Theory of the Credit Surface
Instead of focusing on the risk-free interest rate, market participants and policymakers would be better off tracking the spread faced by borrowers when taking out mortgages. Given a FICO score, a household desiring a certain loan-to-value ratio would be charged an interest rate higher than the risk-free rate, albeit how much higher depends on the ambient environment of the economy including expectation of house price appreciation and the likelihood of default. We present a theoretical model of the credit surface which maps to the data and show the role played by economic objects other than the risk-free rate in determining what the interest on your mortgage ought to be.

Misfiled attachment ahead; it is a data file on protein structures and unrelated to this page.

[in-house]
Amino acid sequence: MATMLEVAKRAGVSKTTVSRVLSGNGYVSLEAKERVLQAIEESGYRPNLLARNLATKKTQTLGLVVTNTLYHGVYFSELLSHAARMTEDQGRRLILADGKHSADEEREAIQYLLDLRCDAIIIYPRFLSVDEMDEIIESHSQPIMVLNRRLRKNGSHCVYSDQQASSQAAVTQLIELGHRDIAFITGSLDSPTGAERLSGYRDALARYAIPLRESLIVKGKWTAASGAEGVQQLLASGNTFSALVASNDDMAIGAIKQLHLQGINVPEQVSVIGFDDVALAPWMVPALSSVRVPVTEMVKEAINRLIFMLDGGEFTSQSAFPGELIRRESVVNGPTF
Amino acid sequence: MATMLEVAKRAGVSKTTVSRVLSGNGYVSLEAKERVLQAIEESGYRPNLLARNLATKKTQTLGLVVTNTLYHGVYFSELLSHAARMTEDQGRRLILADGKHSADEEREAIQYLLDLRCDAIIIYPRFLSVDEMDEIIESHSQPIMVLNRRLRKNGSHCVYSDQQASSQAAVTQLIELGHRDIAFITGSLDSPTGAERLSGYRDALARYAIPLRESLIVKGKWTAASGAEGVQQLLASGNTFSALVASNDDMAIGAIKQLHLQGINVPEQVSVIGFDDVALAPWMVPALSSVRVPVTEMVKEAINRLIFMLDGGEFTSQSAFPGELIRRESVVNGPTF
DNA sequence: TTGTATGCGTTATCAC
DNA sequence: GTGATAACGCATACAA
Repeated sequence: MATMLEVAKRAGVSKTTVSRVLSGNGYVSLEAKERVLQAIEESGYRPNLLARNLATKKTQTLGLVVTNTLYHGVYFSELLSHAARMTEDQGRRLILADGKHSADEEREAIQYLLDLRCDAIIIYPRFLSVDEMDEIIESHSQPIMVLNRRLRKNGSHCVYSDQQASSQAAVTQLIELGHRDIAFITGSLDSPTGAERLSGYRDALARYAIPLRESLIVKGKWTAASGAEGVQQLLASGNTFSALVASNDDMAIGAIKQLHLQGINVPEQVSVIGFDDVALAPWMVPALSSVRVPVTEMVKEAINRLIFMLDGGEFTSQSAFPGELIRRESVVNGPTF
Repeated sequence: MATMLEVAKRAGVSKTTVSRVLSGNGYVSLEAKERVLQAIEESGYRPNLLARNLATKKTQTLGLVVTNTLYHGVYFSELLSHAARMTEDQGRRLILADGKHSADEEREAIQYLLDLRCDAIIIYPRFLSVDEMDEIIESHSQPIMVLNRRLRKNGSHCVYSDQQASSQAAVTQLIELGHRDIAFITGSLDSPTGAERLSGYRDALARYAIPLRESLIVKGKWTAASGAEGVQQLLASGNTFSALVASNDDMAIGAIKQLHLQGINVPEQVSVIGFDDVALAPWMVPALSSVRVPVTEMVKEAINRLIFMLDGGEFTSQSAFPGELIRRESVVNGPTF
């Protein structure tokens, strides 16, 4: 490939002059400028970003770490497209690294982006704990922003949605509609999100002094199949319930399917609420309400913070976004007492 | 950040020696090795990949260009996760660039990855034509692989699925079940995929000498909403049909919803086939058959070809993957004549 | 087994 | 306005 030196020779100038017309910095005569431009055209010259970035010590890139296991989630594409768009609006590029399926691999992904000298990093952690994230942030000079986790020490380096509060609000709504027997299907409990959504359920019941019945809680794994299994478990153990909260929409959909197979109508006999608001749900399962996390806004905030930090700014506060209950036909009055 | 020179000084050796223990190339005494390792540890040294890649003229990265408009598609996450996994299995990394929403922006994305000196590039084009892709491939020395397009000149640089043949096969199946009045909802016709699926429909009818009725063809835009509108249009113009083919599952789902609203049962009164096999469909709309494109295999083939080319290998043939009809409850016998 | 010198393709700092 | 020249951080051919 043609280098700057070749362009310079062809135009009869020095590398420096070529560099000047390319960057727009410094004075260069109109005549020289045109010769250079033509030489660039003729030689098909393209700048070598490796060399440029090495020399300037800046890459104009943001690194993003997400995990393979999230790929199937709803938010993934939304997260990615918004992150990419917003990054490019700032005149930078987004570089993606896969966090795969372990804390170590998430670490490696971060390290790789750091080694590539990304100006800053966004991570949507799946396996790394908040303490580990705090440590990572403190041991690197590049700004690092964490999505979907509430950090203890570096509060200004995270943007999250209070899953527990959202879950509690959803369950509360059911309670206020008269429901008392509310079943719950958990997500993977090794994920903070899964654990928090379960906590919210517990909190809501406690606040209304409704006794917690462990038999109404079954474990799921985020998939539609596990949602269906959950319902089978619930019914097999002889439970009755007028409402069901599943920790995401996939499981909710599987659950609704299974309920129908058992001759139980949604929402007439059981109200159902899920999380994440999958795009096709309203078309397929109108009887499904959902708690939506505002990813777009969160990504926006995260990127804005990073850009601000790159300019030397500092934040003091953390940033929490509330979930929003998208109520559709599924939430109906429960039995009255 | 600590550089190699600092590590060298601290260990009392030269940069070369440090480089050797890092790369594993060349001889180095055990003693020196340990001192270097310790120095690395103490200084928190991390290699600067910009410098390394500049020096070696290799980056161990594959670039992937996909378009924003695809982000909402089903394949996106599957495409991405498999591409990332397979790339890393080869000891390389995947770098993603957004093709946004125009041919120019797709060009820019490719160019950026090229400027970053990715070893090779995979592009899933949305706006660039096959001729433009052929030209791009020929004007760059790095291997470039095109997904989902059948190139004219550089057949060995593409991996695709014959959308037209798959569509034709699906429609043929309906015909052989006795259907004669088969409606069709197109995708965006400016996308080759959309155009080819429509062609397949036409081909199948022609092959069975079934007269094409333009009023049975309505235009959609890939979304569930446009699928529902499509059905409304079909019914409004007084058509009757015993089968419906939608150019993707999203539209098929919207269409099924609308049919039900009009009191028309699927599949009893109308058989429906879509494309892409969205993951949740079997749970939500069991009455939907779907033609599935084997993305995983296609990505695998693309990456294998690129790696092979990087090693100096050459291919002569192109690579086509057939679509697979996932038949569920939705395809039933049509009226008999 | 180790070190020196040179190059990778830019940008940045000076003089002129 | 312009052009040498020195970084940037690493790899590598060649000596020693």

Joint with John Geanakoplos (draft coming Summer 2019!)
What role did expectations play in driving up house prices in the early-2000s and what triggered the subsequent bust in the U.S. housing market. Could debt forgiveness have mitigated the collapse of housing prices? I explore these questions in a structural macroeconomic model without hard collateral constraints using the credit surface to ease the problem of mortgage design.
(Work in progress)